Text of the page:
Empowering Voters. Defending Democracy    JOINDONATE
Empowering Voters. Defending Democracy    JOINDONATE

BALLOT ACCESS GLOSSARY

glossary

  • Ballot Access: The conditions under which a candidate is either entitled to stand for an election or to appear on voters’ ballots.
  • Closed Primary: Only voters who are registered as members of a political party prior to the primary date may vote in the party’s primary.
  • Open Primary: Registered voters of any affiliation may vote in the party primary of their choice.
  • Hybrid Primary: (Somewhere in between an “open” and a “closed” primary) Procedures are unique from state to state. Some states allow voters to cross party lines to vote. Depending on the state, choosing a ballot may actually be a form of registration in the party. Unaffiliated voters may or may not be permitted to vote in the primary (depends on the state). In some states, political parties may decide for themselves whether to permit unaffiliated voters or those of other parties to vote in their primary.
  • Semi-Closed Primary: Registered party members can only vote in their own party’s primary, but unaffiliated voters can vote in a primary of their choice. Depending on the state, unaffiliated voters make their choice either by publicly registering with a party on election day or inside the voting booth. A semi-closed primary is a type of hybrid.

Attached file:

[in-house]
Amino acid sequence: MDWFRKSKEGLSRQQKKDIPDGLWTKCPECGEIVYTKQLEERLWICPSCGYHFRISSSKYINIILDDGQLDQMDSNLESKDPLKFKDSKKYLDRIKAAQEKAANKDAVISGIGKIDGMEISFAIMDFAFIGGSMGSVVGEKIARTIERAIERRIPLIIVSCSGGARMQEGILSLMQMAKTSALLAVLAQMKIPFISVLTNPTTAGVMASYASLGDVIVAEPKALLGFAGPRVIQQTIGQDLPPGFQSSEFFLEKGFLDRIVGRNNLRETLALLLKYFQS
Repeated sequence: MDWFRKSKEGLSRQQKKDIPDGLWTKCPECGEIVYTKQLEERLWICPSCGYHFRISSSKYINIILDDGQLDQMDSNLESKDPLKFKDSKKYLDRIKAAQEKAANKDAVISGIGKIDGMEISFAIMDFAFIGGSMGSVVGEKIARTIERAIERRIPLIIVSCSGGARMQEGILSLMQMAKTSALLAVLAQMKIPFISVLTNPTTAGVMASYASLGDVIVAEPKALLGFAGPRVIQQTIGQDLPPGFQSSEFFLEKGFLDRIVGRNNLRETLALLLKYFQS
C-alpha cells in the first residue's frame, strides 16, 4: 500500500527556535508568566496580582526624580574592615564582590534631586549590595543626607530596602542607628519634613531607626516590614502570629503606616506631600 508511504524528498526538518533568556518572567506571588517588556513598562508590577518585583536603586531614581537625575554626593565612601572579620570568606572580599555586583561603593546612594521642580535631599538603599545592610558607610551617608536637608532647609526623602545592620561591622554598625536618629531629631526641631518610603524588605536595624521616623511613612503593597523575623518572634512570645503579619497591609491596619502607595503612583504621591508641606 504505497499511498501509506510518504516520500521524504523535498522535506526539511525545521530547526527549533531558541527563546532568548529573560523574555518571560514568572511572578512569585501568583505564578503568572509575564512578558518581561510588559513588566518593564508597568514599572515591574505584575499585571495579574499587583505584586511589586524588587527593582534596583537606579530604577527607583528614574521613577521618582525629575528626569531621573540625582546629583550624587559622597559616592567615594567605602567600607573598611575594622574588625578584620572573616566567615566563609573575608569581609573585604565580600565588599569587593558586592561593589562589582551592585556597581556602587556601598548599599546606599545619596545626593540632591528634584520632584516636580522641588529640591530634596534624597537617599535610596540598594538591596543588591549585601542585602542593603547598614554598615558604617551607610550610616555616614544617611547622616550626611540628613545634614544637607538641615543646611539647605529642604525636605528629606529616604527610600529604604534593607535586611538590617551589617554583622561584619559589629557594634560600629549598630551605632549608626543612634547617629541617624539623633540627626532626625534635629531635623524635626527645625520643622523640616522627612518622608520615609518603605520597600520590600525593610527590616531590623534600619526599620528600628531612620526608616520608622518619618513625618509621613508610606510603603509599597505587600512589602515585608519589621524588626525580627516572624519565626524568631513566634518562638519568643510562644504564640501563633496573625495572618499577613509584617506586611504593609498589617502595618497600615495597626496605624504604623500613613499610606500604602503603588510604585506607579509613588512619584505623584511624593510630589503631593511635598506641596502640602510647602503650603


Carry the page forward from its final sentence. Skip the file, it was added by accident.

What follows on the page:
• Top-Two Primary: (Known also as a nonpartisan blanket primary) All candidates, regardless of party affiliation, are listed on one ballot. Voters choose their favorite and the top two vote getters become the candidates in the general election. Two candidates from the same party can advance to the second round. (Used in California, Washington, Louisiana and Nebraska. In Louisiana, a second-round runoff only takes place if a candidate fails to win more than 50% of the vote in the first round.) Sometimes called an Open Primary.
  • Instant Runoff Voting (IRV): (Also called Ranked Choice Voting.) Requires voters to vote for every candidate by ranking them. If no candidate receives a majority, the candidate with the lowest number of votes is removed. That candidate’s ballots are then recounted and go to the second choice. The process continues until a single candidate secures a majority. IRV is a way of electing a single winner among a field of three or more without allowing a candidate to win without a majority of the votes.

 

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